We all need to be motivated to engage – to be emotionally concerned and invested – in what we want to achieve: do well in school, lose 10 pounds, eat more healthfully, clean out the garage, or learn a new language.

As we all continue to “fight for children’s education” as Rhonda Holder says she is doing, let’s add some carrots to jump-start the intrinsic motivation students need to get in done in the classroom.

After James’ recent experience, perhaps he has newfound sources of motivation to draw on when the work seems uninteresting or he’s just not motivated to work hard.  I pray the drastic step his mother felt compelled to take got his attention.  I also pray that we add some carrots to the sticks and support our children need to achieve in school and in life.

Click here to view the news story and to hear about James’ story firsthand from his mom’s perspective.

Diddy’s lessons on parenting

24 Jun

It’s not an easy job, or a comfortable one, but we’ve committed to doing it.  That is: shedding a spotlight on the messages, attitudes, behaviors and beliefs that are being perpetuated in black culture—in our media, in our families, in our communities, in our school systems, by our “celebrities”.

So, if you’re a Diddy fan, I warn you now, that I’m only doing what we’ve committed to do…don’t shoot the messenger.

Did you catch the ABC Nightline special on renowned rapper, hip-hop producer and media mogul Sean “Diddy” Combs?

If so, then you’re probably wondering as I am: Has Diddy lost his mind? Are his priorities that out of wack?

You can’t hate on the man’s success.  For what he’s achieved and for the obstacles he’s overcome, you’ve got to give the man props.  BUT, you can STILL hold him accountable for how he leverages his success, his platform, to reinforce the myth that engaged parenting is optional…secondary to the public accolades.

As you pause this month to honor Father’s Day and to esteem the critical role of engaged fathers, you can slap him on the wrist for perpetuating the lie that as long as you take care of your kids, lavish them with expensive things, that compensates for not being present.  That a $400,000 Maybach car as a gift to your son on his 16th birthday is an appropriate stand in for instilling the values of hard work, academic excellence and integrity.

Apparently, we’re not the only ones who believe there’s something sadly out of sorts about Diddy’s priorities and approaches to parenting.  Nightline’s Martin Bashir didn’t let Diddy off the hook in his questioning of Diddy’s views on fatherhood.  And, Diddy was noticeably annoyed…arrogantly offended.

Check out the link below and watch the Nightline profile on Diddy.  What say you?

http://new.music.yahoo.com/blogs/thatsreallyweek/83264/jun-7-13-diddys-360000-maybach-birthday-gift-to-son-questioned-on-nightline/

It’s the Culture, Stupid!

15 May

Graduation ceremonies are book-ending the academic year and schools are closing for summer break.  Soon, the topics of education and the stubborn academic achievement gap will retire from public discourse for its annual 2-month hiatus.  But, sadly, the facts that continue to tell a disturbing story will reemerge just as strong by the fall:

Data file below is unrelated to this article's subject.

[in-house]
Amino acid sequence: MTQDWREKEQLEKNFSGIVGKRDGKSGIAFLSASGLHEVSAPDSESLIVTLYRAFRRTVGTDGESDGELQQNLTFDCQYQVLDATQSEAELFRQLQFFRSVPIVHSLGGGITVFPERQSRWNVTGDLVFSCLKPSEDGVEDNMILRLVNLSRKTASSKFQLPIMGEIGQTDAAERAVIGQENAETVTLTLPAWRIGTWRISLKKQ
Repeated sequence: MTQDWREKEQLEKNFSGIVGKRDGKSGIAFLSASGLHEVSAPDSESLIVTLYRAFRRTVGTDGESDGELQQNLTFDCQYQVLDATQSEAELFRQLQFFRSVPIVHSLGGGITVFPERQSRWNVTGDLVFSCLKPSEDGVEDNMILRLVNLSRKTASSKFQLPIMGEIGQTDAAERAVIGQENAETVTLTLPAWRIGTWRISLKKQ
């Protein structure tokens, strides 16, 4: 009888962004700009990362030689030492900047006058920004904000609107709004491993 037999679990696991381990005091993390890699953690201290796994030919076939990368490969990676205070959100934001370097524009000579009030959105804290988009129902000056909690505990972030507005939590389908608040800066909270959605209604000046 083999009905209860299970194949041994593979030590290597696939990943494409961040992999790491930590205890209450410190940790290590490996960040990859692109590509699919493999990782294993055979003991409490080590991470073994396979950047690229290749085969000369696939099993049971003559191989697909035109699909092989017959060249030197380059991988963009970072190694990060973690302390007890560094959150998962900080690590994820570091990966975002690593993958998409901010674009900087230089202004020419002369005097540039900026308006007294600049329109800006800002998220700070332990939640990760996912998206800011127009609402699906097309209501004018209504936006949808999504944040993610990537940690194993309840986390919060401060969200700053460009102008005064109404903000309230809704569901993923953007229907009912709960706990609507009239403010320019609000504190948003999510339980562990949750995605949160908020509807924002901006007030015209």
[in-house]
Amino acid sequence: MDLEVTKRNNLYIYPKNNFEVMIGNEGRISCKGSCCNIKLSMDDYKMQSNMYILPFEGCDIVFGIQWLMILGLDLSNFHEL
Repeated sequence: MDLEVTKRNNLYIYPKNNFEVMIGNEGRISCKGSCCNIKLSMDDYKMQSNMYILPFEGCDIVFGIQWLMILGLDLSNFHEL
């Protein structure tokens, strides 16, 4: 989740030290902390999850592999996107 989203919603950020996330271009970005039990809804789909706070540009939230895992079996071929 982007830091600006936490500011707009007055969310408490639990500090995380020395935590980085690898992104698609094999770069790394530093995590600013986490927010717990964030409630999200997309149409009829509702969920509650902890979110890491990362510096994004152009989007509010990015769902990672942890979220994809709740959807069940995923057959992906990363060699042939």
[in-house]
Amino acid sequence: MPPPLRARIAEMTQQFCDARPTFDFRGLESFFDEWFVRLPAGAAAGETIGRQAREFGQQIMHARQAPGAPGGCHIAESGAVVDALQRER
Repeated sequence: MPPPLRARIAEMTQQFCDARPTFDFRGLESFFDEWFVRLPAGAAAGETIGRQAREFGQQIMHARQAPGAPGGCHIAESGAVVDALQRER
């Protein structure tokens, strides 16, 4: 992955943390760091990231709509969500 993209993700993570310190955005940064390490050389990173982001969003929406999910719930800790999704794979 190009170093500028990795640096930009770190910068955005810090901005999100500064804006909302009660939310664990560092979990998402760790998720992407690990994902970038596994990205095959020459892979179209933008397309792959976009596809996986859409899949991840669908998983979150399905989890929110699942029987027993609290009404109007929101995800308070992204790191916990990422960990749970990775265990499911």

• There are significant gaps between blacks and whites in virtually every measure of achievement: NAEP math and reading test scores, high school completion rates, college enrollment and college completion rates.
  • Blacks are not faring well in high school graduation rates—only 55 percent, compared to 78 percent for white students and 72 percent for Asian students.
  • The dropout rate for black students is almost double the dropout rate for their white peers.
  • By the twelfth grade, on average, black students are four years behind their white or Asian peers.

But, discussion about this ominous academic achievement continually ignores one larger-than-life elephant in the room: the reality that African-American children are growing up in a peer culture and community network that, in too many ways, does not foster academic ambition. Instead, it’s a culture that, in too many ways, celebrates achievements in sports and entertainment more than academic achievement.

Consider these realities: Studies show African-American students are the least likely out of students in all racial and ethnic groups to:

  • Spend more time on their studies outside of school
  • To participate in academically-oriented peer groups or study groups
  • To believe success is based on effort rather than innate ability

They are more likely to view a C as a decent letter grade.  They spend 40% less time on homework than their white peers and 80% less time than their Asian peers.  And, nearly half of African-American fourth-graders and eighth-graders spend five hours or more watching TV on a typical school day.  This is compared to less than 20% of white fourth-graders.

It’s time administrators, educators and parents opened their eyes to the impact of the peer culture and community norms on how African-American children are faring compared to their peers in other racial/ethnic groups.  It’s time to consider new approaches for motivating student engagement in learning and commitment to achieve in school.

Consider the time and energy many parents invest in their sons’ and daughters’ athletic careers, yet they may not take 60 minutes to review their child’s academic standing or assist with homework. And, consider that students in general, and African American students in particular are often ashamed to excel academically. According to Lawrence Steinberg’s Beyond the Classroom, one out of every six students hides her intelligence and interest in academic achievement because she is worried about what her peers think.

We have to remove the blinders that relegate us to standard approaches to remedying this problem.  We have to recognize that school reform, while a viable part of the solution, is only a part of the solution.  We must supplement reform by confronting the overwhelming and powerful influence of peer, family and community culture—promoting a culture that routinely recognizes and rewards academic achievement as much as, if not more than, achievement in athletics and entertainment.

This is a battle we can win, but we must recognize the elephant in the room and see that a culture that respects education pays dividends.